Does CAD/CAM Technology Diminish Quality Of Life And Quality In General?

What? you say, well its not really just CAD/CAM technology its just about all hi-tech technology. I relate to CAD/CAM since that’s the environment I live every day. For younger generation this is the world you have grown accustomed to but for a few of us older generation ( 40+, so not that old) that have spent some time on an actual drafting table with pencil and paper can probably relate a little better.

To provide a brief summary of why I chose such a topic is because I used to have a month to do 3 weeks worth of work and now I have a week to do 3 months of work thanks to technology and for the most part its still the amount of workload.

In all honestly, it’s not all technologies fault, most of the blame resides on the failure for business associates to fully grasp that using CAD is not that much faster then pen and paper initially. Its power comes in downstream and in changes. So in most cases it does still require a fair amount of work to get to the job done. But somewhere along the line this has never really been conveyed properly into the customer’s mindset. Most still think “CAD, so I’ll have this next week, right?”

The problem being is that if you push yourself and your CAD system it just may be achievable in that timeframe whereas with pen/paper it was definitely unachievable. So you say OK (knowing if you don’t someone else will) and stay the extra few hours a night and maybe even put some extra time in on the weekends. And Walla, you client comes back and is making changes and doesn’t really appreciate the sacrifice you have made to make his delivery date. And so the cycle begins. And what a vicious cycle it is now that global resources have pushed tighter deadlines to the Nth degree.

So you eat dinner later (and alone) so you get fatter (and slower making it even harder to meet deadlines) you grasp glimpses of your children grow before you. You miss family gatherings, funerals, and depriving your family even more.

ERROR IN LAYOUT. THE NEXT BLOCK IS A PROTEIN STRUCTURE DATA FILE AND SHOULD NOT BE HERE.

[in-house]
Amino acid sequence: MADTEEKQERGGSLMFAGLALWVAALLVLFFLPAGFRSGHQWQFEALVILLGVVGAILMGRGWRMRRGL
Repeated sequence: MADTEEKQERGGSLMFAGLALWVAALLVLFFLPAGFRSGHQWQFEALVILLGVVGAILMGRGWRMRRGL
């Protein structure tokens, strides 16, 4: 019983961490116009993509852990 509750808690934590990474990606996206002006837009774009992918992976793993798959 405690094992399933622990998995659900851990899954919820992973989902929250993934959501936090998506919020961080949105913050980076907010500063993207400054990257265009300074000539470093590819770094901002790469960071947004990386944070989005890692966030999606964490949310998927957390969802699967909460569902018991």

It reminds me of the song “Cats in the cradle” by the late Harry Chapin.

The above comments come from the view as a free-lance designer. I’m sure the employed designer and engineer can relate as well since I see many colleagues in the same predicament. The problem is actually worse for them because they have to play within the corporate guidelines with such technology as ERP, PLM, etc…

One day I was in the elevator going to work, the landlord felt is was time to renovate the building and give a major facelift. Price was no object, the best marble floors the finest woods, paints, and wall paper, you name it. Great! It would be nice to at least come to a place where I spend most of my time that has a nice atmosphere. After all I’m here more than home. So there I am in the elevator that has just been finished being renovated the day before. What do I see, screws missing on the control panel, panels that don’t line up, buttons with symbols upside down and holes for handles that don’t line up well so the screws are put in at such a drastic angle its downright dangerous where you can get a severe cut from the chewed up screw heads. I think to myself, who the heck designed these parts to fit in here and why didn’t the “skilled” worker notify anyone of the problems. I suspect he doesn’t care anyway.

So when I went to get my lunch that day I decide to take the elevator down that had not been renovated yet. Here’s an elevator that was built roughly 30 years ago so in the mid 1970’s not exactly the height of craftsmanship as our grandfathers age but maybe the height of marijuana. What did I find that I and failed to notice until now. Well all the screws in the control are still there and actually straight. Although the buttons very dirty and worn all the symbols were still there and orientated properly. All the sheet metal panels line up perfectly, you could run a small ball bearing along the mating edges (just like the car commercial). In the new elevator I wouldn’t give it an inch before the ball fell off track.